The FDA recently issued the final guidance on the 'Use of Electronic Informed Consent Questions and Answers'. Here is your guide to eight important changes from the draft version.
1. Increased Scope
The guidance scope grew to include research covered by the U.S. Health and Human Services’ Office for Human Research Protections under 45 CFR Part 46. Several of the Q&A have been appropriately amended.
2. Paper or Electronic?
Question 1 asks, “How should information in the Electronic Informed Consent Form (EIC or e Consent form) be presented to the subject?” The answer has been changed to further protect subjects: “Therefore, subjects should have the option to use paper-based or electronic informed consent methods completely or partially throughout the informed consent process.” This may make your life as sponsor, CRO, site staff, or IRB member more complicated.
3. Delegation of Authority
In Question 2, the FDA explicitly reiterates the investigator’s responsibility in the informed consent process: “The investigator cannot delegate authority to obtain informed consent to the electronic system.”
4. Electronic Signatures
Question 6 asks how electronic signatures can be used. In a surprising statement, the final guidance says, “IRBs, investigators, and sponsors may rely on a statement from the vendor of the electronic system used for obtaining the electronic signature that describes how the signature is created and that the system meets the relevant requirements contained in 21 CFR Part 11.” The implications of this statement on audits and inspections are still unclear.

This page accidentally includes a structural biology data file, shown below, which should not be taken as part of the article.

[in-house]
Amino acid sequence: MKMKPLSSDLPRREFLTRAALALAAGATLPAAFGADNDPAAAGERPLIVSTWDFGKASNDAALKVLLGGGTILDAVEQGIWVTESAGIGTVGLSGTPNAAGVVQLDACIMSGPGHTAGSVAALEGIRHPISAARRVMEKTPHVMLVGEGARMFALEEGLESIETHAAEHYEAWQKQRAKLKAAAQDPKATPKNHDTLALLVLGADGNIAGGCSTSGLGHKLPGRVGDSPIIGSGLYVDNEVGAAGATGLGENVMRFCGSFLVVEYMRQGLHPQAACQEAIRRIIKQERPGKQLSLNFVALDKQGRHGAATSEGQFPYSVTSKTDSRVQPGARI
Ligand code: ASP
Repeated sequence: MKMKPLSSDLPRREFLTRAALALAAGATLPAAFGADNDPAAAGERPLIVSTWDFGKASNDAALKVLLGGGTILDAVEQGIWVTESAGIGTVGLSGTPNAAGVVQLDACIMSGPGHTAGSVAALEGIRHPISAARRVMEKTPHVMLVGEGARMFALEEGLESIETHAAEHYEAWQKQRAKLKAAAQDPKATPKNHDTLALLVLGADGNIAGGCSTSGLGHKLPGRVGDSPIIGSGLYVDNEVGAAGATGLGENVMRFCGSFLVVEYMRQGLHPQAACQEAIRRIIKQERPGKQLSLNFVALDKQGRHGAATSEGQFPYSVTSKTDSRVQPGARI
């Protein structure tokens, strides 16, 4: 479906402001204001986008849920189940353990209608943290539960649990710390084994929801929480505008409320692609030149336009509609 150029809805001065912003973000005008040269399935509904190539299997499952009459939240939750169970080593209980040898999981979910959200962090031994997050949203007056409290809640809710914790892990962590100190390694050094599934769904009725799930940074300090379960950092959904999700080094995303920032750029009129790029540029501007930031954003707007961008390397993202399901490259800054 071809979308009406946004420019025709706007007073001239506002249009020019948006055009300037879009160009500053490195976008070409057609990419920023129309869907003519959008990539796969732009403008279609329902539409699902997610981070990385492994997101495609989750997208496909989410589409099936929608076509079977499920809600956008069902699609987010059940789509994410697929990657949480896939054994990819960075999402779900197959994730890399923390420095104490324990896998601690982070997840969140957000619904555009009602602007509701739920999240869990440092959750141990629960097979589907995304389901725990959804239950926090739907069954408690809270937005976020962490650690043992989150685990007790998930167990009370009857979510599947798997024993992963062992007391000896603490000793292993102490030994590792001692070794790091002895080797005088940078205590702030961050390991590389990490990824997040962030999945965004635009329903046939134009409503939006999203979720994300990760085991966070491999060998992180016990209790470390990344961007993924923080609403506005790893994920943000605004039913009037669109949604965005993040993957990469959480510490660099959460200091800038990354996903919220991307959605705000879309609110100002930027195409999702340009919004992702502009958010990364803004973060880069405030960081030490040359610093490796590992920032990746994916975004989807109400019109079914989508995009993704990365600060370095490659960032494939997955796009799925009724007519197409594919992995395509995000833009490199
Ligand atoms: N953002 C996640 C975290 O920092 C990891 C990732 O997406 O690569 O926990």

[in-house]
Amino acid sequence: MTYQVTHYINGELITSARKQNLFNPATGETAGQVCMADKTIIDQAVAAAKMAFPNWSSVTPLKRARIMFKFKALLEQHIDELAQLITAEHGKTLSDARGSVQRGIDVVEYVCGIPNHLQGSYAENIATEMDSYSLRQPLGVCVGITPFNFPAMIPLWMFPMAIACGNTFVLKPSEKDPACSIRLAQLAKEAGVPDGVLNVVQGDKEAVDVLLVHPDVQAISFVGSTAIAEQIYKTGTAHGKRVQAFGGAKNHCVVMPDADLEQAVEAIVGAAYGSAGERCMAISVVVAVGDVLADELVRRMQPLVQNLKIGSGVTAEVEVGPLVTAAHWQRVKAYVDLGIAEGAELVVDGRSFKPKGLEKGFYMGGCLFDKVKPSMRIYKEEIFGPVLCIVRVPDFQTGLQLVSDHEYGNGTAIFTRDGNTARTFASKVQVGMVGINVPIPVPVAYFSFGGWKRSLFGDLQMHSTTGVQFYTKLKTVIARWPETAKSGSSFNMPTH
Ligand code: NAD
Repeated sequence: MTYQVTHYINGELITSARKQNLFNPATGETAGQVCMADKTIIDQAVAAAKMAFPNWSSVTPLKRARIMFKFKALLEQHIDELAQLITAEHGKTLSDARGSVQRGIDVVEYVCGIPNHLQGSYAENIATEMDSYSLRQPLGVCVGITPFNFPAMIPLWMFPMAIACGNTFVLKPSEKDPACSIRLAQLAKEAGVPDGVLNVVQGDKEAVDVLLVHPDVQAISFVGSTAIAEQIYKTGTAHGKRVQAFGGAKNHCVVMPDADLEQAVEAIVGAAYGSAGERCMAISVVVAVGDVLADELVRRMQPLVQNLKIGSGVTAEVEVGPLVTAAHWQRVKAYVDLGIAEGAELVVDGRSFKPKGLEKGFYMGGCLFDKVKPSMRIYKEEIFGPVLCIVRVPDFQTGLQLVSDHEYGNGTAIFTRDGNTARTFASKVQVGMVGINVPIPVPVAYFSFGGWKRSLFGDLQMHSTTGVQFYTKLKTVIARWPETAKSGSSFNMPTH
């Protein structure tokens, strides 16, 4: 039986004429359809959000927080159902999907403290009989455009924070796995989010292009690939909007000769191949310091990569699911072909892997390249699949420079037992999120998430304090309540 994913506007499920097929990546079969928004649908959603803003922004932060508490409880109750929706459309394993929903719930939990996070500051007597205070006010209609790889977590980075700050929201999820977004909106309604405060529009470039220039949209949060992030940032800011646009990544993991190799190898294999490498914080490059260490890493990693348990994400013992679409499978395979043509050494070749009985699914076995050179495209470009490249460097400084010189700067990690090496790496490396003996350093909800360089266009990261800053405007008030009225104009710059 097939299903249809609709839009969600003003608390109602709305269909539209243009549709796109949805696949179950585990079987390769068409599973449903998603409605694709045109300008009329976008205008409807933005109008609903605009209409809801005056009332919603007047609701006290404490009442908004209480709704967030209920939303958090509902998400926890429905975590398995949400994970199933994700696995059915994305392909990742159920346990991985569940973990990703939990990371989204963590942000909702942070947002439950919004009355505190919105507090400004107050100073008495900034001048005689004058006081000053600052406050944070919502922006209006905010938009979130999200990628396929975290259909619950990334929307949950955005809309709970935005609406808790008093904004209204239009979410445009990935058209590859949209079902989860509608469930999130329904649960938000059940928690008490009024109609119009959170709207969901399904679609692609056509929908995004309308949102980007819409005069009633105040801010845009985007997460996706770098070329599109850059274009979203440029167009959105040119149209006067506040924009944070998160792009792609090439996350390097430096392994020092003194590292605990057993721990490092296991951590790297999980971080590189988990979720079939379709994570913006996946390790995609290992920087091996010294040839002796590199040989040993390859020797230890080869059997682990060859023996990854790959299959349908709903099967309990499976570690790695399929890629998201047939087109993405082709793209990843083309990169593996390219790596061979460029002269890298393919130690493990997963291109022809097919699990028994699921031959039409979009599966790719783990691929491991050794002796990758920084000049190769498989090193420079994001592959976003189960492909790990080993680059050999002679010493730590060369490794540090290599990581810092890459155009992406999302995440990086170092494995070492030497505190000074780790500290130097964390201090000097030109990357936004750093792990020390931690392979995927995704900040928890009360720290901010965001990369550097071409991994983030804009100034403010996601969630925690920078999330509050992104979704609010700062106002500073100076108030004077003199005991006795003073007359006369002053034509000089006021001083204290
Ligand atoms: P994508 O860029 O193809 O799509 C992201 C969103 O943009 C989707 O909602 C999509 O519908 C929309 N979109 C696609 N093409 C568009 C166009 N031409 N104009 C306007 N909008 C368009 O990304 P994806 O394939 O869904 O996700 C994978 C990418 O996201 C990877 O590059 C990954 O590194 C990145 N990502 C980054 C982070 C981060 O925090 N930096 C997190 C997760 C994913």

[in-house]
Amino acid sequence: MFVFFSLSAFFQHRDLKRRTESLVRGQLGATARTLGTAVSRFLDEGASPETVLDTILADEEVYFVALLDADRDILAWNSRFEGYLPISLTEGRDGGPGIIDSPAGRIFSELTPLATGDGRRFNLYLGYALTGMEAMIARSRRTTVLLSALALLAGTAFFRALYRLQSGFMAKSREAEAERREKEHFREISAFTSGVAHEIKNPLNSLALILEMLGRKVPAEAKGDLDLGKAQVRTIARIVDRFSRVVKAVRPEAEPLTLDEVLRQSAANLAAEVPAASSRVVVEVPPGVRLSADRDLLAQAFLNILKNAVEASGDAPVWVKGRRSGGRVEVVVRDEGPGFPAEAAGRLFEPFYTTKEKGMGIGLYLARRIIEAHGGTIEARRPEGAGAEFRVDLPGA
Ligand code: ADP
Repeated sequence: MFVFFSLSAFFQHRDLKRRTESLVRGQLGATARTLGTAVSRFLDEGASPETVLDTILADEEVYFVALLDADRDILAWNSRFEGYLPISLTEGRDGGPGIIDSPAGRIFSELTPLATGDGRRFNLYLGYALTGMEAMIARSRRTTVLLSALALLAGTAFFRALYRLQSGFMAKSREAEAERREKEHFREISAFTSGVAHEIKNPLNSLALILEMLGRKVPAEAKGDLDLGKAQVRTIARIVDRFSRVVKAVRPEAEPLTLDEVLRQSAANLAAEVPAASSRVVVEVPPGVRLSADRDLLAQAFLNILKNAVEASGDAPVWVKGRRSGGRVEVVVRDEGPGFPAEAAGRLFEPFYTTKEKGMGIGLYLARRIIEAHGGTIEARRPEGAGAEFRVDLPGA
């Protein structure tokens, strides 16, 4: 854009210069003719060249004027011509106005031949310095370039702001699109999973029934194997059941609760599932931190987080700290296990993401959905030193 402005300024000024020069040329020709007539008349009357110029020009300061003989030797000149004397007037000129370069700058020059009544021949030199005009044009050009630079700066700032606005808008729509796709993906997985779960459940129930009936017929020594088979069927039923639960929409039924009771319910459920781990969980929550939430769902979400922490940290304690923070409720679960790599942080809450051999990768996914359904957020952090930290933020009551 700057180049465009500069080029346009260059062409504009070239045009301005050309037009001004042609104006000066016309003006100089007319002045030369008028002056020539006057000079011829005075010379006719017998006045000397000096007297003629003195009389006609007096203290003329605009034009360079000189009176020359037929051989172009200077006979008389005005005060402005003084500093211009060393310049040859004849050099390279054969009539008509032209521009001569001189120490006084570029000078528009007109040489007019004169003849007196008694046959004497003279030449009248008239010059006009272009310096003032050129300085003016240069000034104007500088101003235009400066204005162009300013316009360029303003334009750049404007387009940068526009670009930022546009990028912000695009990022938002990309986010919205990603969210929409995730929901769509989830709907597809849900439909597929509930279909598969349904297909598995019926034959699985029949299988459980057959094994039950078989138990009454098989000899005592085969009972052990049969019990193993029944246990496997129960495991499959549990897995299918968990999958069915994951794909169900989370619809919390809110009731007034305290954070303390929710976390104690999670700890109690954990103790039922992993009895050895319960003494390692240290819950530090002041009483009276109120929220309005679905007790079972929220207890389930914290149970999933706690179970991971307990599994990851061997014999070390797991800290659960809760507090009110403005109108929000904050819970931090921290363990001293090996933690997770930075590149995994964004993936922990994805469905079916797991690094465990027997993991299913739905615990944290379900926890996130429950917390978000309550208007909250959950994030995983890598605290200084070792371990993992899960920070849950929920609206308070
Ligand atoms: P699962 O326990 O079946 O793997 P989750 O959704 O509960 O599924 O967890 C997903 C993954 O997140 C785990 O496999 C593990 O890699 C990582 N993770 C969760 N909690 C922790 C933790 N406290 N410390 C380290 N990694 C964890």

5. Verifying Identities
Question 7 is the first of two brand new additions to the guidance. The FDA reminds us that complying with Part 11 helps prevent fraudulent use. In Question 7, the final guidance makes it clear the organization using electronic signatures must verify the signer’s identity. Question 8 adds language about doing this in paediatric studies.
6. Subjects’ Copies of the Electronic Informed Consent
Subjects are entitled to know what they’ve agreed to and must nearly always be given a copy of the informed consent document. Question 9 states if that copy (paper or electronic) contains any hyperlinks to the internet, “the hyperlinks should be maintained and information should be accessible until study completion.”
Question 12 is the second of the two new additions to the guidance. It clarifies what materials the investigator should provide the IRB for their review, including anything “the subject will receive and view during the Electronic Informed Consent process.” Question 13 requires the IRB to “maintain and retain copies of materials that have been reviewed.”
The draft guidance rambled on the original question about archiving. Question 15 in the final guidance is short and sweet, citing Part 11 and requiring appropriate archiving and easy retrievability of “all versions of the IRB-approved eIC.” Finally, if you were hoping Part 11 was going away, the numerous direct references to Part 11 requirements in the final guidance make it clear that won’t be happening any time soon!
About Jamie Colgin
As President of Colgin Consulting, Inc. and a member of our Longboat Advisory Board, Jamie Colgin helps pharmaceutical, biopharmaceutical, and contract research organizations assure the integrity of their preclinical and clinical data through risk assessments, integrated computer system compliance audits, mock inspections, remediation assistance, and training.
With over 20 years of hands-on experience in statistics, computer system validation, audits, and monitoring, Jamie has developed validated SAS programs to support GLP studies, managed the retrospective evaluation of hundreds of GLP and GCP systems, written policies and procedures, and set new standards for communicating audit findings by using process flow diagrams.
Recipient of the prestigious Charles H. Butler Excellence in Teaching Award, Jamie can provide training for your audit staff focused on updating skill sets and understanding regulatory trends relative to data integrity.
Prior to working in the pharmaceutical industry, Jamie proudly served with the US Peace Corps in the Philippines. She credits this experience for her resourceful nature.